THE FUTURE IS BILINGUAL IN MEXICO

A few days ago, I watched on television the Secretary of Education, Aurelio Nuño Mayer, state very confidently that in twenty years Mexico’s educational system will be entirely bilingual in Spanish and English: all teachers will be able and speak and teach in both languages, and students will graduate fully bilingual. At first glance, this seems like another hare-brained scheme that politicians in Mexico regularly concoct and which never go anywhere, but this one, strangely enough, might have a chance of being achieved.

For eight years, it has been mandated that all students in the Mexican education system learn English as a second language from the time they’re in grade school. I am regularly reminded of this policy whenever I receive emails from organizations that recruit students from American universities to come to Mexico to teach English. When students in my courses in California learn of this opportunity, they become very excited at the prospect of living and teaching English in Mexico, the country of many of their parents. I usually burst their bubble when I point out that the pay for such a job may be if they’re lucky, around $600 dollars a month, and they quickly discard the idea.

Obviously, the low pay has been an impediment for fulfilling the government’s goal of teaching English in every classroom; and since the normal schools that produce the teaching workforce in Mexico can hardly provide the much needed bilingual teachers, there’s a severe shortage of them throughout the educational system. With the New Education Model, Nuño Mayer asserts, this lack of teachers will be resolved. The solution es muy fácil: one of the goals of this new model—which by the way is pretty old in many parts of the world —will be to reinforce the teaching of English language in the normal schools, that will eventually generate an entire teaching force fully bilingual in twenty years. This will hopefully eliminate the recruitment emails that often appear in my inbox.

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I wonder how is it that a country, such as the USA rich in educational resources, hasn’t been able to turn out even a majority of teachers fully bilingual; yet Mexico, a country where a good amount of its students attend schools that lack basic necessities like running water, bathrooms, and electricity, will find the resources needed to transform its entire educational system into a bilingual one in the span of a generation? This should make American educators ashamed, but I’m afraid the so-called New Education Model that Peña Nieto’s administration is heavily promoting will only give the Americans a hearty laugh. They shouldn’t laugh too hard though, for the plan may not be as far-fetched as it seems.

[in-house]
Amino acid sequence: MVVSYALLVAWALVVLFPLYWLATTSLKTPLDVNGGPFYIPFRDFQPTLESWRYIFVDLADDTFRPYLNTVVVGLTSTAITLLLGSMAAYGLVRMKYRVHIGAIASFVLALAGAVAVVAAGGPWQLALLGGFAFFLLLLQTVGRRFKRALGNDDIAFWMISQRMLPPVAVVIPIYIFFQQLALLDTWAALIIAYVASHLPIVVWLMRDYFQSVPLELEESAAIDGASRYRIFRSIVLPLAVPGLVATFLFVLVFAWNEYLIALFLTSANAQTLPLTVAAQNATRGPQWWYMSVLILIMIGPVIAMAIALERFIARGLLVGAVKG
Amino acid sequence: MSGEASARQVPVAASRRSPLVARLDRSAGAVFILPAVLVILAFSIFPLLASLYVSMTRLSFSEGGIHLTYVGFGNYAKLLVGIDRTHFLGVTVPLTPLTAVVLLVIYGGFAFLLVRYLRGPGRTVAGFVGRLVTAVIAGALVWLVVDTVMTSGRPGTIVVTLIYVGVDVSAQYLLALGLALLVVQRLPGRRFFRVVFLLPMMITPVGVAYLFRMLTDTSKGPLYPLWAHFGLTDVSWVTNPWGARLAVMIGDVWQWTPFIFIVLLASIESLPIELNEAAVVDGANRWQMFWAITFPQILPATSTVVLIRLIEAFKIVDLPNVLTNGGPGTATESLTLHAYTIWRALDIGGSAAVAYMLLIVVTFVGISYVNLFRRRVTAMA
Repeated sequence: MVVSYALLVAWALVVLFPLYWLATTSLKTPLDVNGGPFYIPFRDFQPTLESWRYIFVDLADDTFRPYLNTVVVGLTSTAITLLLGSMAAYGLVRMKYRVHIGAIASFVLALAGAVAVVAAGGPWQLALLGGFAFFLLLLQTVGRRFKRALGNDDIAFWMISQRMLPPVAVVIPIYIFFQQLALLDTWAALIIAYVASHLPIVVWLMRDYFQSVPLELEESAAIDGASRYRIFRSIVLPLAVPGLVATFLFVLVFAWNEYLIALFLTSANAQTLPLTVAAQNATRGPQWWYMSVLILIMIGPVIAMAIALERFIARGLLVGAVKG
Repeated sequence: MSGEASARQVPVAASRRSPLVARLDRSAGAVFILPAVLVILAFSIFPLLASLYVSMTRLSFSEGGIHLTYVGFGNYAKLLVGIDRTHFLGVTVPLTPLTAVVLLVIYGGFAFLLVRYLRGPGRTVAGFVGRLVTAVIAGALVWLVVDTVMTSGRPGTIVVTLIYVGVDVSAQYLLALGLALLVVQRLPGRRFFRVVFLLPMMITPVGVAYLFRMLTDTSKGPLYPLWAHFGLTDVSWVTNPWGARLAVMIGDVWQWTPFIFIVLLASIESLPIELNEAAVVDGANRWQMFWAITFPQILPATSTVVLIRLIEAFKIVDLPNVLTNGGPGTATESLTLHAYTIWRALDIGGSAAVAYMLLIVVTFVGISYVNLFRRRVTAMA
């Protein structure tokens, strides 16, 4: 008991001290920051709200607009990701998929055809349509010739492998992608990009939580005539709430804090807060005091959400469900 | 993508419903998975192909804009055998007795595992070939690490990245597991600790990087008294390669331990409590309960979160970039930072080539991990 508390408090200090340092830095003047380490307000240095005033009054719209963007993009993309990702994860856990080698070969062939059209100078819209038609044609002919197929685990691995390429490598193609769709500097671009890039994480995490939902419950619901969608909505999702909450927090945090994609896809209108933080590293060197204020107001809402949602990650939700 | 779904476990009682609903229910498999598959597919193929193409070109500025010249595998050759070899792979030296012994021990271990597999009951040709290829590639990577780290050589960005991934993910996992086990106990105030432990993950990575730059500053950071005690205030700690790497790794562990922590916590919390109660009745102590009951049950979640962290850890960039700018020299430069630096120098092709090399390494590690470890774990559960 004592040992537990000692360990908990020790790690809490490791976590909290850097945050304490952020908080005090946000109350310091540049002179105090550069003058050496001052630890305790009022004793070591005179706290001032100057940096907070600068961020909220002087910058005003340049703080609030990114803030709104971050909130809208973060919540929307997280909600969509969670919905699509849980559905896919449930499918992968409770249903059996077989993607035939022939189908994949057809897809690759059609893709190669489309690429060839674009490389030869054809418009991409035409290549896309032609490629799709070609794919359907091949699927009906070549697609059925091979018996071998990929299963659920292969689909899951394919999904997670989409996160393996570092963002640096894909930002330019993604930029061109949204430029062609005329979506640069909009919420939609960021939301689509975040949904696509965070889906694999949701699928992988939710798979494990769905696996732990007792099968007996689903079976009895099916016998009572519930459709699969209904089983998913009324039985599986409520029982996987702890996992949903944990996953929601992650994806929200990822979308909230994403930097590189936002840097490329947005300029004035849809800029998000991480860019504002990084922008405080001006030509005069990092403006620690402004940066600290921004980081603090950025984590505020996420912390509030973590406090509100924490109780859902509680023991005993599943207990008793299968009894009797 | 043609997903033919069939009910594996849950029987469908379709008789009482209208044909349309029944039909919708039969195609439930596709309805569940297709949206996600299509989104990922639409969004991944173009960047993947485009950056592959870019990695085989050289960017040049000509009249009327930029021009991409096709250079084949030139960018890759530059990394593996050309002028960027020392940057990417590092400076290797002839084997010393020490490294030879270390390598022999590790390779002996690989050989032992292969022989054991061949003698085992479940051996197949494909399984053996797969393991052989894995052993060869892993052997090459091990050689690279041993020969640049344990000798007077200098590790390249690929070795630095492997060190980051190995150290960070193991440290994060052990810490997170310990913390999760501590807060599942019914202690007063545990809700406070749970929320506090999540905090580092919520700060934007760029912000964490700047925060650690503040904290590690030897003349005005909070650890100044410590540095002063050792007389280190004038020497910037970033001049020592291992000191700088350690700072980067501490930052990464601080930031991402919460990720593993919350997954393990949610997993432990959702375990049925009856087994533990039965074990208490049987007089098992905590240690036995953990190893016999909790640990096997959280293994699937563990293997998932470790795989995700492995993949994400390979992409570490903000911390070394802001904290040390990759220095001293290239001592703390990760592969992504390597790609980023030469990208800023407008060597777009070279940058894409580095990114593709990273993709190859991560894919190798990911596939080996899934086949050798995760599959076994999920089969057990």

In a recent postcard, I noted how the presence of English is found in many spaces of Mexican society due mainly to the influence of American media, specifically, the entertainment industries and, lately, social media as well. For example, many people in Mexico love to hashtag their way through life but try to find a hashtag that is written in Spanish. It’ll be like finding the proverbial needle in a linguistic haystack. Another fact that confirms the frequent use of English in Mexican society is the naming of shows for television viewing: La Voz Kids, ¡Hey! Score Final; or other cultural and entertainment events: “90’s Pop Tour,” a concert by Mexican pop stars of that decade; “Dress to Give: Fashion Days San Miguel de Allende,” a fashion show that takes place in the famous American enclave. Also, today you’re an old-fashioned Mexican if you say, las cinco canciones más escuchadas or las diez películas más populares; instead, you must say el Top 5 or el Top 10. You can easily find many more examples of this linguistic encroachment that is happening throughout the country.